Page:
Changemaker: Once a homeless, this tattoo artist has turned his life around

Updated: Nov 02, 2015, 16:23 PM IST

Milan Sharma

It’s a Sunday afternoon and Arshad’s tattoo parlour in Palika bazaar, Connaught Place has a steady stream of clients. Some tattoo virgins while most are his regular clientele. The tattoo virgins are accompanied by friends who have referred them to get inked here.   

Arshad is engrossed in sketching a design a client has asked to be tattooed on the forearm - a she-wolf. Once he is free, he finally sits down for a chat. “Sundays are like rush-hour here,” he says.

At 30 years, this young entrepreneur is a successful tattoo artist and runs four tattoo studios in Palika Bazaar market. But Arshad's life wasn’t always like this. He was a homeless in Delhi. I asked him how he entered this creative field. “When I was a young boy, I wanted to live ‘the good life’ in a city. I decided that I’d do anything to earn no matter how big or small the task,” he shares.

Arshad ran away from home in Assam when he was only 10-years-old. He reached Delhi on a train and found himself wandering the streets in search of work, food and shelter.

Without anyone to support him, he wasted his years drowned in drugs, a time he regrets. “Life on the streets is tough. I ended up on the wrong side until one day, when I was rescued,” he shares. He was taken in by Society for Promotion of Youth and Masses (SPYM), an NGO that runs drug de-addiction centres for young homeless children.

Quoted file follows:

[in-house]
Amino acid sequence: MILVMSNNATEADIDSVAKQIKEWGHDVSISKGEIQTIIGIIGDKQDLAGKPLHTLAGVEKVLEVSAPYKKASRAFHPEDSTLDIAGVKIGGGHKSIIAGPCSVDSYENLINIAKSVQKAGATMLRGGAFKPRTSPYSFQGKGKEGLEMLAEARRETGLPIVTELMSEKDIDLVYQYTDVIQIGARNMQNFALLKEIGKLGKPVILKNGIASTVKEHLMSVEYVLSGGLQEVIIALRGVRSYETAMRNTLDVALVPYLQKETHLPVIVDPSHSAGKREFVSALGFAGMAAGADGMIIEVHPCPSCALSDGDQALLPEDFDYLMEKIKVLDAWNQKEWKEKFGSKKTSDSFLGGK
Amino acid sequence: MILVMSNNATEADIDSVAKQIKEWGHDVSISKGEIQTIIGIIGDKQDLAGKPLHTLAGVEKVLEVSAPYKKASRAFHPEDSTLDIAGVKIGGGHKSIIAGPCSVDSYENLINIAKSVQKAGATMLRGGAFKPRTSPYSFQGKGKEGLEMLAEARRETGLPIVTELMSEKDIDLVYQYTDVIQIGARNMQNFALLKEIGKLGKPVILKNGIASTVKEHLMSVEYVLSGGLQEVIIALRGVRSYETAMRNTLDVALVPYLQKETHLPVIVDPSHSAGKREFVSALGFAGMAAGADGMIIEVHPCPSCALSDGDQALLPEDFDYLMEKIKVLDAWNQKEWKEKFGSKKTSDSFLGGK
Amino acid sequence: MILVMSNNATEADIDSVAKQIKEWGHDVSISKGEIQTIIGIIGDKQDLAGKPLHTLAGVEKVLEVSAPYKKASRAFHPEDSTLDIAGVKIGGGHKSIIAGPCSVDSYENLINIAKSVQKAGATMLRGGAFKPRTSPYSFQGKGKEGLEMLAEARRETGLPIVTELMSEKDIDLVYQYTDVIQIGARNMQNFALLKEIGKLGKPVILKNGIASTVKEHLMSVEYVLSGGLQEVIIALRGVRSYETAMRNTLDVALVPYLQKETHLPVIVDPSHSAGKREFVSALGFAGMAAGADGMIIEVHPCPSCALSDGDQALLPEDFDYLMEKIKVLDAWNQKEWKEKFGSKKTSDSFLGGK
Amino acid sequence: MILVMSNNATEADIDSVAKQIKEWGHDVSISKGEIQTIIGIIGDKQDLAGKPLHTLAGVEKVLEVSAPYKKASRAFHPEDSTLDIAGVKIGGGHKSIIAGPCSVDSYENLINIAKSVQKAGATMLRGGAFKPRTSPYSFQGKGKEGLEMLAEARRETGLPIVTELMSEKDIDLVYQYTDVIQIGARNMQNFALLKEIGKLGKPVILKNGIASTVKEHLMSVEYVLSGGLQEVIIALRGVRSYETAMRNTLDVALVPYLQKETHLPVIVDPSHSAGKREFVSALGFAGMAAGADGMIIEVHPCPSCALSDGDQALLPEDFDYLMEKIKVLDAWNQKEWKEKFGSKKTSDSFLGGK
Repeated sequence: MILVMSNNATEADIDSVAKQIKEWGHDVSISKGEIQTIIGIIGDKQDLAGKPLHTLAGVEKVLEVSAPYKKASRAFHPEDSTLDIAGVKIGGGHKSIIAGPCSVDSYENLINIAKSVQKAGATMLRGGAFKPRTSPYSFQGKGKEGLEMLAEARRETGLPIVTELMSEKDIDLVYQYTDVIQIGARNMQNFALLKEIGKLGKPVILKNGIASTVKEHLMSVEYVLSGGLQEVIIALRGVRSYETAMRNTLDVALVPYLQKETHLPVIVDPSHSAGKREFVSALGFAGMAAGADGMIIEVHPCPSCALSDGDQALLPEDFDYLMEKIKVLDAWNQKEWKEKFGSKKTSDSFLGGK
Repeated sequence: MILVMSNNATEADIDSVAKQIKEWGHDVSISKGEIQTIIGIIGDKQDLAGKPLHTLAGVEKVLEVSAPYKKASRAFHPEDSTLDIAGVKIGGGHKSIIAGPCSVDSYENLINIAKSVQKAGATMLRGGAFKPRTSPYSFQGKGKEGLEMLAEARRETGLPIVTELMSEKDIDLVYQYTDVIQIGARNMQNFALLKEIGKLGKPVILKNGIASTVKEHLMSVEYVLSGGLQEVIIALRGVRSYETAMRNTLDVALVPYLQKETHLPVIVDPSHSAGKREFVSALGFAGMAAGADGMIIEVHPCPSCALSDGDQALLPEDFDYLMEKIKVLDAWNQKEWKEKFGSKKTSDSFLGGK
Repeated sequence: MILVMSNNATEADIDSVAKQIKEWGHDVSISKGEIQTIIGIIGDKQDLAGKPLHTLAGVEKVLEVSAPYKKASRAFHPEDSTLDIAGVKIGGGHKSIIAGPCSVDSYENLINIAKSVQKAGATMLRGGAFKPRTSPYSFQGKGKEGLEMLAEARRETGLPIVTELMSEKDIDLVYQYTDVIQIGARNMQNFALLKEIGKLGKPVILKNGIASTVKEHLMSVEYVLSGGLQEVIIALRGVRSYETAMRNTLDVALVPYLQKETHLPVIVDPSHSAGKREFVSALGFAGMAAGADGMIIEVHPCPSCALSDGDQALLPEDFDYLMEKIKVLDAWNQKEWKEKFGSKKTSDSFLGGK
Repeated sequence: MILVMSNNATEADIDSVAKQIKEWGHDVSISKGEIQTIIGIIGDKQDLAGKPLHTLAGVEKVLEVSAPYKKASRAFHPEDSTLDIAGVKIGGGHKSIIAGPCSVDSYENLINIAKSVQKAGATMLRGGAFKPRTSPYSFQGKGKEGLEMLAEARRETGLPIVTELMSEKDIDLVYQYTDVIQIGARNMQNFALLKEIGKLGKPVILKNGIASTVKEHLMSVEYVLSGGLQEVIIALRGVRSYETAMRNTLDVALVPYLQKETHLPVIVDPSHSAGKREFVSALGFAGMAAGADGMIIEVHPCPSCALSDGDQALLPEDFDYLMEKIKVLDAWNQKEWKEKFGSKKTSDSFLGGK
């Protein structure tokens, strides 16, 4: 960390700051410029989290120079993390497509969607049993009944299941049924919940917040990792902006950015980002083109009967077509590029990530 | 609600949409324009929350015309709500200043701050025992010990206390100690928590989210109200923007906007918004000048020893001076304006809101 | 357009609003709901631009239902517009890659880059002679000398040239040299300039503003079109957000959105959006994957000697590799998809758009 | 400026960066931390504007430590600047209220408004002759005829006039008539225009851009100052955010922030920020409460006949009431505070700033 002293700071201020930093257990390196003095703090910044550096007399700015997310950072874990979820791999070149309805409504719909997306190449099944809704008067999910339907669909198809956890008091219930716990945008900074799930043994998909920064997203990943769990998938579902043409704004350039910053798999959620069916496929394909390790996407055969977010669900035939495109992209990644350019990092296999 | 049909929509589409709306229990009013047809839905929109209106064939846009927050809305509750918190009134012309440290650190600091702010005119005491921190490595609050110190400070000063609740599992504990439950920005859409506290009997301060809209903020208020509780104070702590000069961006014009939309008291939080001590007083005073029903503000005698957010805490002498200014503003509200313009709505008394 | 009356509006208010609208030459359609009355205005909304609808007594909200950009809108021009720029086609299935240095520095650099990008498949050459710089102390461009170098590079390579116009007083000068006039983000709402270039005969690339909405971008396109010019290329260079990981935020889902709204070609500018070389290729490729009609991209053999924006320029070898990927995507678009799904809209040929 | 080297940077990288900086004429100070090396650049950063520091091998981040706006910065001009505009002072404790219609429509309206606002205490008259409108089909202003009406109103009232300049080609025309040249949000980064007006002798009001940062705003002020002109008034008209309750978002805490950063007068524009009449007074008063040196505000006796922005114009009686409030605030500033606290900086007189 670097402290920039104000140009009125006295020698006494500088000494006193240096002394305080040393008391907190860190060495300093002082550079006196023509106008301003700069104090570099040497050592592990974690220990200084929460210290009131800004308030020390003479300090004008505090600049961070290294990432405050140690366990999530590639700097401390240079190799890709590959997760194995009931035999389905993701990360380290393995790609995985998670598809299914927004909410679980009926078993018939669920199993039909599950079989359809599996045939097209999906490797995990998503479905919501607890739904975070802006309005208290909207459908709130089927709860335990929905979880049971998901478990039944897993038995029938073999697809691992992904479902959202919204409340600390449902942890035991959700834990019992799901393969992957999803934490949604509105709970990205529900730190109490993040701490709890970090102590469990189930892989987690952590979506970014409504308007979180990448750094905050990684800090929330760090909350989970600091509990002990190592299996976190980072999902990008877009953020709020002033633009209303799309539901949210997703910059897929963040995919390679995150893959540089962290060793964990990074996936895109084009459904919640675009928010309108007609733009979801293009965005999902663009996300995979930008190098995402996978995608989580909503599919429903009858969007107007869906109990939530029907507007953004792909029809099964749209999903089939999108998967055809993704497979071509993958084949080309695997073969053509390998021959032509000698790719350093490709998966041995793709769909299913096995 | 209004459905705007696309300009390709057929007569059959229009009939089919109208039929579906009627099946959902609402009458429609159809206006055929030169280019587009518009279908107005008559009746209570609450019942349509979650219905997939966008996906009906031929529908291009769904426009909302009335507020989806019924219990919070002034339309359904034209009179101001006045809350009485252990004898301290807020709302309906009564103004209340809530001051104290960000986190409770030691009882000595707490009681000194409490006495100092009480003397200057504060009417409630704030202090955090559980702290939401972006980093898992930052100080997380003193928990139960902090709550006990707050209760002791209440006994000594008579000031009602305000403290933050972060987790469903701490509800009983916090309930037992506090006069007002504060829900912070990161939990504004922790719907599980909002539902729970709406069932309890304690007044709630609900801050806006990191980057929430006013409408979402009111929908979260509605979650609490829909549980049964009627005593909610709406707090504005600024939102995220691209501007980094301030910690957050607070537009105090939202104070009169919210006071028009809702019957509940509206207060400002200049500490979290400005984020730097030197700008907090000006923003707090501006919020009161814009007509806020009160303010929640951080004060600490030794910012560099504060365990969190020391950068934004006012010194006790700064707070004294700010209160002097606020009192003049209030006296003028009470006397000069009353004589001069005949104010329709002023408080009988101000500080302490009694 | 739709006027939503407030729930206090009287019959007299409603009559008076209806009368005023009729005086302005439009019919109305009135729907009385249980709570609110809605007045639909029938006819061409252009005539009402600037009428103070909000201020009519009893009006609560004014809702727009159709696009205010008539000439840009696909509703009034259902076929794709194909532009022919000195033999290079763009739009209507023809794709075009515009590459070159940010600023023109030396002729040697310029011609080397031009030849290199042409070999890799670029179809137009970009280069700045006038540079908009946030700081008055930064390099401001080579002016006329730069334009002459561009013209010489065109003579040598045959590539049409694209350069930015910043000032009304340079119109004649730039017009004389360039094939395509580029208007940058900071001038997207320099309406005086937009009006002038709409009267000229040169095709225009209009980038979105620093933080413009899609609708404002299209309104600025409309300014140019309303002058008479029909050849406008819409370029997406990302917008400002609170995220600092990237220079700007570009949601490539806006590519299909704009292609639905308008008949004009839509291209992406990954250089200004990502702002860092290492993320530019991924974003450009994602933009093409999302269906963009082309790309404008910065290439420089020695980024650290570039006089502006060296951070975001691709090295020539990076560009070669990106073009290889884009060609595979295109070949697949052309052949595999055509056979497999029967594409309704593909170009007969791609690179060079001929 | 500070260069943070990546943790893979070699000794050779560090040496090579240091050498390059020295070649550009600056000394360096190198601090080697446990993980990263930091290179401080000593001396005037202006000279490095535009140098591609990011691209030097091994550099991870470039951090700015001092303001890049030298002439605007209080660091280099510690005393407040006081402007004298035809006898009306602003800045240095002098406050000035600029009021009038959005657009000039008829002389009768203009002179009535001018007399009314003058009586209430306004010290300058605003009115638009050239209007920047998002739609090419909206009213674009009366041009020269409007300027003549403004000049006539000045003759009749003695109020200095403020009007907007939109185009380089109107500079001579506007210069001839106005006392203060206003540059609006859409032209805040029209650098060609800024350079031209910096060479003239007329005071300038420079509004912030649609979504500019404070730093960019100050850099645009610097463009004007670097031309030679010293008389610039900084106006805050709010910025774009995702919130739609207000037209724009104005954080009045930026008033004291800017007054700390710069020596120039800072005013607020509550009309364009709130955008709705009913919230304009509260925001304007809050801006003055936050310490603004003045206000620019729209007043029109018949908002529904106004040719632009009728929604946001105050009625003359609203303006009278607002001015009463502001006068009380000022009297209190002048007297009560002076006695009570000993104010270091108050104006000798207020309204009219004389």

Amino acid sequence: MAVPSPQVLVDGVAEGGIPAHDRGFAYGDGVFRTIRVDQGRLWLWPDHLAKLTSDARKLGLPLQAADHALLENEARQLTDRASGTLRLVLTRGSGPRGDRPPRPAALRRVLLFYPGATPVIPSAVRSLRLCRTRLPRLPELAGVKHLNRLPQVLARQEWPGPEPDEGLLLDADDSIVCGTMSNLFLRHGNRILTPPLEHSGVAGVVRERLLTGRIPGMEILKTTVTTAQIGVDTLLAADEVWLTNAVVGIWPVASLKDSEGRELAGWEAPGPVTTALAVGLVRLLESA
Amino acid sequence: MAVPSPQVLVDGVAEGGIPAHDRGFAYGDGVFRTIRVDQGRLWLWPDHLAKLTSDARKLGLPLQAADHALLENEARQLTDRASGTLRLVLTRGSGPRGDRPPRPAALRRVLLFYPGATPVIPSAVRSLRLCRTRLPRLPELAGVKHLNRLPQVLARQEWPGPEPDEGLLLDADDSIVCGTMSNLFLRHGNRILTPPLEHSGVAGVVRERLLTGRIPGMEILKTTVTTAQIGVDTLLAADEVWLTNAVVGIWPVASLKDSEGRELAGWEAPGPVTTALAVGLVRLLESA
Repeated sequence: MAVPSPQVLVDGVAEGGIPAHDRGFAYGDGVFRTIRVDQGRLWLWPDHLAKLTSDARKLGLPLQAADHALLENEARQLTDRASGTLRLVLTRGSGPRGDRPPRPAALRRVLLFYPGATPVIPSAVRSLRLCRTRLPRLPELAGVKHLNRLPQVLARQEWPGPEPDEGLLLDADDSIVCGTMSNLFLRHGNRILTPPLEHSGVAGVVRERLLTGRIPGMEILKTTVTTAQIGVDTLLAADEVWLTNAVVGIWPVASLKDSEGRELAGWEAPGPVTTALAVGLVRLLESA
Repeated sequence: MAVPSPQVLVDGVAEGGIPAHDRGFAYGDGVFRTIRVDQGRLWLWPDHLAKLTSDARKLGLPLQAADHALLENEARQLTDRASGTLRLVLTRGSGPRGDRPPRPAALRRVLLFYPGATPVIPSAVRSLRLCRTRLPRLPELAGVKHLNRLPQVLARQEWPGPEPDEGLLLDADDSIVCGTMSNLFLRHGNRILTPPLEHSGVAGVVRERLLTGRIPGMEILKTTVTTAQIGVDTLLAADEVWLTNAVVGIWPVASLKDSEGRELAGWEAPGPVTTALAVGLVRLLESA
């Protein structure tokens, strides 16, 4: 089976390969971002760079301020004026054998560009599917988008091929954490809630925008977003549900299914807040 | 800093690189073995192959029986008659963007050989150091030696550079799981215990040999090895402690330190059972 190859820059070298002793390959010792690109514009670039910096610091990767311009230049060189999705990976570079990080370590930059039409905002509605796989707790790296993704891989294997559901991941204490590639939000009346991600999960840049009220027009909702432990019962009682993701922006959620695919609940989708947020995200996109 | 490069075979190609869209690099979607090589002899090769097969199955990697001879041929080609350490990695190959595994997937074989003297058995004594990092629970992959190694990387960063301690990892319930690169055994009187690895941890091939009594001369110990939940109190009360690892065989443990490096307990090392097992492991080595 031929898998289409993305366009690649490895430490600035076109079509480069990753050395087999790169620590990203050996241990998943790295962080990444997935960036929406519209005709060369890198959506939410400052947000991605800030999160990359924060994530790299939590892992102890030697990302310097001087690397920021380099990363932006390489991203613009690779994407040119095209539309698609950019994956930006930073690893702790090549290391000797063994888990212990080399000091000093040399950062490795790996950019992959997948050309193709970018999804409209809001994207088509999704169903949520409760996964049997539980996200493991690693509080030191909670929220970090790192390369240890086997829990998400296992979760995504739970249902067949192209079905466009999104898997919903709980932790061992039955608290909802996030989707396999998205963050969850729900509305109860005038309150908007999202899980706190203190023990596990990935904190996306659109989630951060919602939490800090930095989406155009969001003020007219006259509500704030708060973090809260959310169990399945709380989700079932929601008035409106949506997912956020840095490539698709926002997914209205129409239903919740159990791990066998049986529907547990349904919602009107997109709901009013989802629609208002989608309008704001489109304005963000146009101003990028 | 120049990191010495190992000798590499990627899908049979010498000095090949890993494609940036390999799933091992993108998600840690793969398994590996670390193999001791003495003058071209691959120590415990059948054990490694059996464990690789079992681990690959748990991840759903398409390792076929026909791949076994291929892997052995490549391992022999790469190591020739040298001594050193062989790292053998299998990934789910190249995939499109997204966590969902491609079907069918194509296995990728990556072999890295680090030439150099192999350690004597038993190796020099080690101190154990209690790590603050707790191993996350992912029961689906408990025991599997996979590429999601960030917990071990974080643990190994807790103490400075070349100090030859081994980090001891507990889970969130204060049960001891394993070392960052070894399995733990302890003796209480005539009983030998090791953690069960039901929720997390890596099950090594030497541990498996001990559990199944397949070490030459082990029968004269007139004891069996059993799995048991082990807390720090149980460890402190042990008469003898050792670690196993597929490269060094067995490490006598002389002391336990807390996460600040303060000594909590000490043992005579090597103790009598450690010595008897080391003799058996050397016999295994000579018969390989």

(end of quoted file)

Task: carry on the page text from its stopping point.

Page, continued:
Arshad was often spotted as the smart one with a zest to progress. “One of our mentors pushed me to be productive, I was a good observer and my willingness to work impressed the seniors,” he recalls. After 18 years of age, he moved near the homeless living around Hanuman Mandir, Connaught Place.    

He observed men and ladies applying henna (mehendi) tattoos on tourists near the temple. “I tried my hand at it. I would practice all the time. Someone said to me, why don’t you try tattoo art?”, he said. “I wanted experience so I began working with various tattoo parlours to learn the art and hone my skills,” he quips.

Today, he runs his tattoo studios out of four shops in Palika bazaar, shop number 34, M-10, 113 and 263. He has a staff strength of 15 people. “I challenged myself and I was persistent. Had I given up, I would have been back on the streets. I'd do anything never to go back there again,” he shares.

Today, Arshad is glad that he can support his family back in Assam as well as earn a decent living to rent a roof in Delhi. He has travelled across India on work assignments and wishes to travel abroad to expand his clientele. “When I look back now, I feel I should not have run away from home, I am lucky I survived,” he says adding, “A homeless person is a person. No one wants to be homeless. That is one reason I worked very hard in my life,” he shares.

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